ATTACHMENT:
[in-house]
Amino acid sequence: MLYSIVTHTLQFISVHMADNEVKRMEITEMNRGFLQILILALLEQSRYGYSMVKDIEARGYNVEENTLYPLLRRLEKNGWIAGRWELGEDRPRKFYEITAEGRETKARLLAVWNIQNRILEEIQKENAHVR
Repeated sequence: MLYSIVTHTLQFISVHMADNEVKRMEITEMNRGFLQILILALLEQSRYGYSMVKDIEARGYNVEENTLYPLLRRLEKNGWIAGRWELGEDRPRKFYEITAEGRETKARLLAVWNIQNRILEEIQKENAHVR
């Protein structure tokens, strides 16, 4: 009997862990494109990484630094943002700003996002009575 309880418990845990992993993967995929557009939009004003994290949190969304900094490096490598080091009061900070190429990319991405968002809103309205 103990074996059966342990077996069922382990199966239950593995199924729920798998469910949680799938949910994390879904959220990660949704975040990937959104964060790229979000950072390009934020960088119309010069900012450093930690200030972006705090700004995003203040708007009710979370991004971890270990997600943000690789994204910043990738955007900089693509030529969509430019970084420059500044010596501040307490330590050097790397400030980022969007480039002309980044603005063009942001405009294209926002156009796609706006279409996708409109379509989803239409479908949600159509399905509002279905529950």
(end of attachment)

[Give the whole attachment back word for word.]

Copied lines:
[in-house]
Amino acid sequence: MLYSIVTHTLQFISVHMADNEVKRMEITEMNRGFLQILILALLEQSRYGYSMVKDIEARGYNVEENTLYPLLRRLEKNGWIAGRWELGEDRPRKFYEITAEGRETKARLLAVWNIQNRILEEIQKENAHVR
Repeated sequence: MLYSIVTHTLQFISVHMADNEVKRMEITEMNRGFLQILILALLEQSRYGYSMVKDIEARGYNVEENTLYPLLRRLEKNGWIAGRWELGEDRPRKFYEITAEGRETKARLLAVWNIQNRILEEIQKENAHVR
């Protein structure tokens, strides 16, 4: 009997862990494109990484630094943002700003996002009575 309880418990845990992993993967995929557009939009004003994290949190969304900094490096490598080091009061900070190429990319991405968002809103309205 103990074996059966342990077996069922382990199966239950593995199924729920798998469910949680799938949910994390879904959220990660949704975040990937959104964060790229979000950072390009934020960088119309010069900012450093930690200030972006705090700004995003203040708007009710979370991004971890270990997600943000690789994204910043990738955007900089693509030529969509430019970084420059500044010596501040307490330590050097790397400030980022969007480039002309980044603005063009942001405009294209926002156009796609706006279409996708409109379509989803239409479908949600159509399905509002279905529950």